Posts Tagged ‘evolution’
We love Thanksgiving! The stuffing, green beans and pumpkin pie… mmmmm. But the traditional main course is of course… dinosaur.
“What!?!?” you say! Well watch this video from Nat Geo that describes how the turkey on your dinner table evolved from theropod dinosaurs.
Celebrate this historic anniversary of one of the most important books of all time by reading select passages of “On the Origin of Species” on the New York Times online.
One of my favorite bands of all time, They Might Be Giants, has just come out with a new album dedicated to covering science called Here comes Science. It is a great album and the first rock album that I have ever heard of that required fact checking.
The album features two songs for those who love dinosaurs and are into evolution:
- “I am a Paleontologist”
- “My Brother the Ape”
I say this is a must buy for kids and adults who love Science and fun music.
Below is the video for “I am a Paleontologist.” Enjoy!
The National Science Teacher Association has published a book called Virus and the Whale: Exploring Evolution in Creatures Small and Large. It is an activity book about Evolution for grades 5-8. This book could be a great resource for teachers and parents to help their kids explore the science of evolution. It can be purchased from the NSTA website in book or electronic form here.
Below is the official description of the book:
With this lively book of activities as their guide, students can follow seven scientists into their labs and out to the field to discover how evolution works. Meanwhile, you’ll benefit from the practical help the book provides with the twin challenges of evolution: what to teach and how to teach it.
For students, Virus and the Whale brings to light some of today’s most exciting and up-to-date research through the stories of scientists who study evolution. Each featured research project highlights an important aspect of evolutionary biology, from the “arms race” between viruses and their human hosts to the long-term evolutionary changes that can turn a land mammal into a whale. The activities lead students to investigate evolution as they try out the kinds of creative thinking skills real scientists use to make new discoveries.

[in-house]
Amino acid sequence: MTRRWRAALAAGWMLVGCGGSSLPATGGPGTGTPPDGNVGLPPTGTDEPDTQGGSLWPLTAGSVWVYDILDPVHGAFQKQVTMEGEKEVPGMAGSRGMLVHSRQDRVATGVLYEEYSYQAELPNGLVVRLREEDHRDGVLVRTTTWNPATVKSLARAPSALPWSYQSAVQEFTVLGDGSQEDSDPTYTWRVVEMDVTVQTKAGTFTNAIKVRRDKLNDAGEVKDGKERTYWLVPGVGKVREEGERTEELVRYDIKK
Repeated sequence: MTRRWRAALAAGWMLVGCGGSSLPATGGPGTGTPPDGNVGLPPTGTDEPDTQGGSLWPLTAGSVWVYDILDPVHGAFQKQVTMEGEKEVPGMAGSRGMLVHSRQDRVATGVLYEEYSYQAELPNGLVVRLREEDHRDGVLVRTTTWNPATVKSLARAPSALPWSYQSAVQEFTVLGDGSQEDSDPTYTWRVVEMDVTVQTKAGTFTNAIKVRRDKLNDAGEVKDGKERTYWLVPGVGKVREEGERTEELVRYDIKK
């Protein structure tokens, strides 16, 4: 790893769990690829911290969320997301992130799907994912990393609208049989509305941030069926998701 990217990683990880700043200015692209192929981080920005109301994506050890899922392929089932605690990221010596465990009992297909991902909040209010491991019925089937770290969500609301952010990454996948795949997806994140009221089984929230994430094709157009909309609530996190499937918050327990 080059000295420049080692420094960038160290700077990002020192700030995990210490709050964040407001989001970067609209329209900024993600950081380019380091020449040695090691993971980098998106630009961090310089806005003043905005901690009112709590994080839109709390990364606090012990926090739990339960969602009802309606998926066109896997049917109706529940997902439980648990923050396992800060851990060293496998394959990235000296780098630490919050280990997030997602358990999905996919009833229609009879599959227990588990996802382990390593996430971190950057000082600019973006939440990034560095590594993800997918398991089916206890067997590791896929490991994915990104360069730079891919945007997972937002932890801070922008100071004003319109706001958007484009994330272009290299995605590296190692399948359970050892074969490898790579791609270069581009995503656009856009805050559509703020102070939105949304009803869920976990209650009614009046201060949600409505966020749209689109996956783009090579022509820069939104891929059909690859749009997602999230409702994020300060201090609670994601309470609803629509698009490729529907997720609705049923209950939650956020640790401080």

For teachers, three preliminary chapters explain how to use the scientists’ stories as a logical framework for teaching evolutionary concepts. These chapters provide accurate natural history background; offer additional information on the evolution of each of the seven organisms investigated in the book; and introduce common ways in which children and adults think and learn about evolution. Each activity lists learning outcomes tied to the National Science Education Standards and includes assessment questions and materials lists.
Virus and the Whale combines a dynamic narrative with easy-to-use activities, clear illustrations, and a welcome dose of humor.
Evolutionary Biologist, Richard Dawkins, gives us a quick explanation of whale evolution at the Explore Evolution exhibit at the University of Nebraska State Museum.
It is hard for those who love science to go onto the web or read a paper and not see something about Ida “The Missing Link”. Ida is indeed remarkable as one of the best preserved and earliest primate fossils we have. But some in the scientific community are weary of the hype. Although Ida is indeed a transitional form between Lemur-like creatures and more modern primates it is not entirely certain that we humans are a direct descendant.
A copy of the fossil is on display as part of the American Museum of Natural History’s “Extreme Mammals” exhibit.
The New York Times has a good general article about the discovery here.
One of my favorite podcasts is BBC4′s In Our Time. The host Melvyn Bragg covers all sorts of interesting topics from science to history and philosophy with a panel of experts. This week he discusses the evolution of whales with three scientists working in the area of genetics and mamalian paleonotlogy. They describe the newest fossil evidence and also go into how scientists are using the DNA of modern animals to learn how we are all related. This fascinating piece also happens to mention on of our favorite creatures – Pakicetus!
Right click link and select “Save target as…” to download and listen to The Whale: A History.
Subscribe to the In Our Time podcast here.
The folks at Charlie’s Playhouse have done an amazing thing and produced an in depth list of 89 books about Evolution for kids. It has reviews and descriptions and most importantly lists what ages the books are appropriate for. They also share their 12 favorites.
The Vanikoro White Eye is a newly discovered species of bird, found on the tiny island of Ranongga. Genetic analysis of the White Eye birds of the Solomon Islands shows that there are 13 different species, some on islands as close as 2km apart. There are over 100 species of White Eyes around the world.
Rob Moyle from the University of Kansas said, “As we started to compile the data, we were shocked…White-eye species from across the family’s range had strikingly similar gene sequences, indicating a recent origin and incredibly rapid diversification.” Due to the its rapid capacity for diversification, some call White Eyes the Great Speciator. DNA analysis of many White Eyes species showed that they can generate about 2-3 new species every million years.
Popular Science has a channel on YouTube where they do a series on “The Science of YouTube”. This video explains the evolutionary basis for our love of cute animals like the ones that seem to be in popular videos online.